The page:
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Keating - Sustainable intensification and the food security challenge


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Presentation delivered at the CIALCA international conference 'Challenges and Opportunities to the agricultural intensification of the humid highland systems of sub-Saharan Africa'. Kigali, Rwanda, October 24-27 2011.

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Keating - Sustainable intensification and the food security challenge

  1. 1. Brian Keating, Peter Carberry and John Dixon Presentation to CIALCA Conference Kigali, Rwanda - October 2011 Sustainable intensification and the food security challenge Looking east, Machakos Hills, Kenya, 1986
  2. 2. Overview <ul><li>A global context </li></ul><ul><ul><li>Agricultural production and food security </li></ul></ul><ul><ul><li>Intensification drivers and opportunities </li></ul></ul><ul><li>Agricultural intensification in an African context </li></ul><ul><ul><li>Looking back and looking forward </li></ul></ul><ul><li>Research needs and opportunities </li></ul><ul><ul><li>Systems approaches and challenges </li></ul></ul><ul><li>Reflections </li></ul>
  3. 3. Issue 1 . Agricultural production and intensification in a wider food security context
  4. 4. Picture: AFP
  5. 5. Multiple dimensions of food security <ul><li>Physical quantity of food produced and its global distribution </li></ul><ul><li>Nutritional value of diet, food safety and human health consequences </li></ul><ul><li>Inequalities in access to food associated with poverty and social disadvantage </li></ul>Source: FAO:
  6. 6. The emerging 2010/11 food price peaks …
  7. 7. Global Hunger Index IFPRI et al (2011)
  8. 8. Global Hunger Index (trend 1990-2011)
  9. 9. Key Message1 . Food security is a global challenge that plays out at local scales. Agricultural production growth is a necessary but not sufficient global response. .
  10. 10. Issue 2. What does the future global food demand trajectory look like?
  11. 11. The food demand challenge – in perspective From Keating and Carberry (2010) Sustainable production, food security and supply chain implications. Aspects of Applied Biology , 102, 7-20.
  12. 12. Food demand scenarios 1960 to 2050
  13. 13. Lower relative production increase .... 71% 129%
  14. 14. 17 14 14 petacal/day increase (in 2010 above 1970) 17 petacal/day increase (in 2050 above 2010) But higher absolute production increases ....
  15. 15. ... and all this in the face of climate change
  16. 16. Key Message 2 . The global food production challenge in the 21 st Century is at least as great as that faced in the second half of the 20 th Century.
  17. 17. Issue 3. What pathways are available to fill anticipated food demand?
  18. 18. A “mega-wedge” of food demand ? 127 x 10 18 calories
  19. 19. Other “mega-wedges” of food demand ? Filling the Production Demand Avoiding losses of productive capacity
  20. 20. Other “mega-wedges” of food demand ? Filling the Production Demand Avoiding losses of productive capacity Reducing the Demand
  21. 21. Pathways to address the food security challenge ? <ul><li>Reducing the demand trajectory </li></ul><ul><ul><li>Reduce waste along the food value chain </li></ul></ul><ul><ul><li>Reducing over-consumption in human diets </li></ul></ul><ul><ul><li>Rebalancing livestock component of future diets </li></ul></ul><ul><ul><li>Develop “smart biofuel” policies and technologies </li></ul></ul>
  22. 22. Pathways to address the food security challenge ? <ul><li>Avoiding losses of productive capacity </li></ul><ul><ul><li>Maintaining pest and disease resistance and biosecurity </li></ul></ul><ul><ul><li>Avoiding further soil and water degradation </li></ul></ul><ul><ul><li>Climate change mitigation without loss of food security </li></ul></ul><ul><ul><li>Adapting to unavoidable climate change </li></ul></ul>
  23. 23. Pathways to address the food security challenge ? <ul><li>Filling the production shortfall </li></ul><ul><ul><li>Net expansion of the land footprint </li></ul></ul><ul><ul><li>Net expansion of the irrigation footprint </li></ul></ul><ul><ul><li>Expanding aqua-culture based production </li></ul></ul><ul><ul><li>Increasing cropping intensity </li></ul></ul><ul><ul><li>Closing yield gaps (including raising eco-efficiency) </li></ul></ul><ul><ul><li>Raising the yield ceiling through new technologies </li></ul></ul>Agricultural intensification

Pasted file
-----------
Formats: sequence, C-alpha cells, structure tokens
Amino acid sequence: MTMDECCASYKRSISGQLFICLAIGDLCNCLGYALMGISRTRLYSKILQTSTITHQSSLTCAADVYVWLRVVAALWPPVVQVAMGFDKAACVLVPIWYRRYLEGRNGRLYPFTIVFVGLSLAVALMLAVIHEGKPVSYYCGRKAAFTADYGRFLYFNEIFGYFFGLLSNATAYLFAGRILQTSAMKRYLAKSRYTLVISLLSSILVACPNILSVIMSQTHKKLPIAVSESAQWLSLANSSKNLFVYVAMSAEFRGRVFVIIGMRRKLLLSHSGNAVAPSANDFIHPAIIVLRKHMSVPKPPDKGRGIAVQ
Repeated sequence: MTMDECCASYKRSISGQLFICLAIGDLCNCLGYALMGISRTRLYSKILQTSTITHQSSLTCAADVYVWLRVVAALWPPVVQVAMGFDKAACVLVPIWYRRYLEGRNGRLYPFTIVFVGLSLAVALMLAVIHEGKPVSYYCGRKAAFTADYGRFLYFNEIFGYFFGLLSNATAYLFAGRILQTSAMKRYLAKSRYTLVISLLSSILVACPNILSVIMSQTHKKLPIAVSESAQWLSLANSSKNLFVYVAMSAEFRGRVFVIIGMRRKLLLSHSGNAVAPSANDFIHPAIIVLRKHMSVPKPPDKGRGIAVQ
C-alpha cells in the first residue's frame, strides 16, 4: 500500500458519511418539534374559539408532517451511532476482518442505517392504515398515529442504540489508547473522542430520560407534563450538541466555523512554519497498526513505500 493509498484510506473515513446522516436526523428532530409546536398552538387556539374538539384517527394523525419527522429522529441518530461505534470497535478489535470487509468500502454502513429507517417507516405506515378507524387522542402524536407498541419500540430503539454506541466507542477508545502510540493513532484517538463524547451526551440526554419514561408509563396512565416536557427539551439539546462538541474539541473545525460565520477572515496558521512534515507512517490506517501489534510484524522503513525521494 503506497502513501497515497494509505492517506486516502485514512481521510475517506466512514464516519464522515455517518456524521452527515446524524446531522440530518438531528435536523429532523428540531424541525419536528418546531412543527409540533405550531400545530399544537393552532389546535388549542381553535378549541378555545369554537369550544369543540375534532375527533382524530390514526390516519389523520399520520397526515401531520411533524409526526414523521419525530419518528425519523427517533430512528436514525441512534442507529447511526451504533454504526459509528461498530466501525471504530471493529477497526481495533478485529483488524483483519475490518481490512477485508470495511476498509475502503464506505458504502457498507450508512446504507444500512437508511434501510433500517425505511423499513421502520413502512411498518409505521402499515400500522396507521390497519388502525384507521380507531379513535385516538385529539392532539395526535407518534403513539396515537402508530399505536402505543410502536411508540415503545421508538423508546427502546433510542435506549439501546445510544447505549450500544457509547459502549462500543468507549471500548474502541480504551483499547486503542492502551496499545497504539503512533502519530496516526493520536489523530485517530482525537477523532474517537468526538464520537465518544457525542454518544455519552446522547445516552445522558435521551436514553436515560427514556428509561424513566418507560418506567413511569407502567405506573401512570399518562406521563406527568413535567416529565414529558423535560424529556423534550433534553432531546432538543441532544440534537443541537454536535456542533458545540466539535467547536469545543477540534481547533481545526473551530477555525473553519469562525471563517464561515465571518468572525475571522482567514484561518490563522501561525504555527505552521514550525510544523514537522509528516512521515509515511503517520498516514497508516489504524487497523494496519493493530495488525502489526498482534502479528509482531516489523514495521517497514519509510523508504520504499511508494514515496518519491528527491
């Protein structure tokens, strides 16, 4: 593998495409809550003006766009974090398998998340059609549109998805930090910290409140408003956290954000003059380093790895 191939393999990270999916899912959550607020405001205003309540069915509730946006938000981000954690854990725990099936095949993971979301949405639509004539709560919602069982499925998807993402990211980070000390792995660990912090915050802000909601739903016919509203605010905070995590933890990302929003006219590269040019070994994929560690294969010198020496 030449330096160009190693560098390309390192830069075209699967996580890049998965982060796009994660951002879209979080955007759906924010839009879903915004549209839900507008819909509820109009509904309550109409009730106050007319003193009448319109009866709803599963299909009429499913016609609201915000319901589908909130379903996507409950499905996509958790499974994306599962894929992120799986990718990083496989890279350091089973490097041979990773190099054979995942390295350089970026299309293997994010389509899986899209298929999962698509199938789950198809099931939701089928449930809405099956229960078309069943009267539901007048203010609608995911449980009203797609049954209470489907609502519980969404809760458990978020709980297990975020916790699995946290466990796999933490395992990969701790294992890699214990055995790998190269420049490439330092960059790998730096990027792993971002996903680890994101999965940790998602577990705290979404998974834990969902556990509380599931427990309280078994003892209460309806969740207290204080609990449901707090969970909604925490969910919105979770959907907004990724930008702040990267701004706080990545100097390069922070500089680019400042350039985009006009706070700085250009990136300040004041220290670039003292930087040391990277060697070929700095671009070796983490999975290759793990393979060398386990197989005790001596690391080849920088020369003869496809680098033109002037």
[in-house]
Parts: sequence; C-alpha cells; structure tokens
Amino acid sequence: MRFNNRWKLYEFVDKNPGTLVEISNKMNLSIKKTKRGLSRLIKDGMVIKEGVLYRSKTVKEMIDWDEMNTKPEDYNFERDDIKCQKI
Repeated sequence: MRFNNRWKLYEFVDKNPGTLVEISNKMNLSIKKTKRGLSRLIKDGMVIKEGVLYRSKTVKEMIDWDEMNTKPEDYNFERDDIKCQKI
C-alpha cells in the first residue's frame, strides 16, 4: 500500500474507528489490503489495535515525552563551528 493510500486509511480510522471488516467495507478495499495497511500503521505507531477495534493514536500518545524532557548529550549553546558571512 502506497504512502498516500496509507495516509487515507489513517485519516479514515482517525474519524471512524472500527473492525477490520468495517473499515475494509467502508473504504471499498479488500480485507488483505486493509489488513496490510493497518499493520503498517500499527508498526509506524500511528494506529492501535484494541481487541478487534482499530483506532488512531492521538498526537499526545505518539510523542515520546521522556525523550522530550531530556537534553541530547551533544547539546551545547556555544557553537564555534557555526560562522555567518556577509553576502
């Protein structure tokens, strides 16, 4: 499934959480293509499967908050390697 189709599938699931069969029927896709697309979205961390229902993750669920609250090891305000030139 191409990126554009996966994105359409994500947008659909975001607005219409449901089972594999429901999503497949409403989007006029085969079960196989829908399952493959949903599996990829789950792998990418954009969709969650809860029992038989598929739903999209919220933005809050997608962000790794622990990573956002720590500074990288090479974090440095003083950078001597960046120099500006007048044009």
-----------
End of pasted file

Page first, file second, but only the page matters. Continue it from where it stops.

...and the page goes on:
24. 24. <ul><li>Key Message 3 . Action is needed on all three fronts: </li></ul><ul><li>reducing demand, </li></ul><ul><li>sustaining existing productivity, </li></ul><ul><li>filling the production gap. </li></ul>
  25. 25. Issue 4. What does looking back to the 20 th Century tell us about increasing production?
  26. 26. Between 1961 and 2008, food calories produced increased by 179% while population grew 117% Meat, Oilseeds, Fruit and Vegetables all increased relative to cereals. Tubers decreased Food production and population – looking back
  27. 27. Global agricultural production – looking back Net land under cultivation increased by 15% Yields increased 2-3 fold
  28. 28. Agricultural achievements 1960-2000 <ul><li>The “Green Revolution” </li></ul><ul><ul><li>> x 2 yields </li></ul></ul><ul><ul><li>x 7 N fertiliser </li></ul></ul><ul><ul><li>x 3 P fertiliser </li></ul></ul><ul><ul><li>x 2 irrigation water </li></ul></ul><ul><ul><li>15% increase in arable land area </li></ul></ul><ul><ul><li>Arable land per person dropped from 0.45ha to 0.25ha </li></ul></ul><ul><ul><li>Around one quarter of global greenhouse gas emissions </li></ul></ul>Picture: Fusuo Zhang, CAU
  29. 29. The “Green Revolution” has not yet reached Africa Yield and area drivers of expanded cereal production contrasted for Asia and Africa over the 1961 to 2004 period. (World Bank, 2008) Asia Africa
  30. 30. Key Message 4 . Agricultural intensification has provided the primary pathway to global food security to date – except for sub-Saharan Africa.
  31. 31. Issue 5. Can agricultural intensification be sustainable?
  32. 32. Sustainability dimensions <ul><li>Sustaining productive capacity </li></ul><ul><ul><li>Maintaining soil and water resources for direct productivity benefit </li></ul></ul><ul><li>Avoiding off-site effects </li></ul><ul><ul><li>Protecting the environment from negative impacts (e.g., nutrients, GHGs) </li></ul></ul><ul><li>Maintaining biodiversity in situ </li></ul><ul><ul><li>Nature conservation in agricultural landscapes </li></ul></ul><ul><li>Maintaining biodiversity through land sparing </li></ul><ul><ul><li>Reduced clearing of forests and grasslands through higher agricultural outputs on existing cultivated lands </li></ul></ul>
  33. 33. A carbon constrained world ... GHGs loads on the atmosphere need to be reduced by 50-85% to limit global warming to under 2 o C in 2050 This implies a 3 to 6 fold reduction in GHG intensity for global agriculture in 2050, assuming agricultural output goes up 50% Land Clearing and Forestry 17% Agriculture 14%
  34. 34. N fertiliser use (in)efficiency - cereal production in China <ul><li>Over-fertilisation in the order of 30-60% </li></ul><ul><li>Approximately 12 M tonnes excess N </li></ul><ul><li>Enough to supply approx 60 kgN/ha p.a. for all current arable land in sub-Saharan Africa </li></ul>Adapted from Ju et al., 2009 Year Grain Prodn. N fertiliser PFP N   M tonnes M tonnes kg/kg 1977 283 7.07 40.0 2005 484 26.21 18.5 % change 71% 271% -54%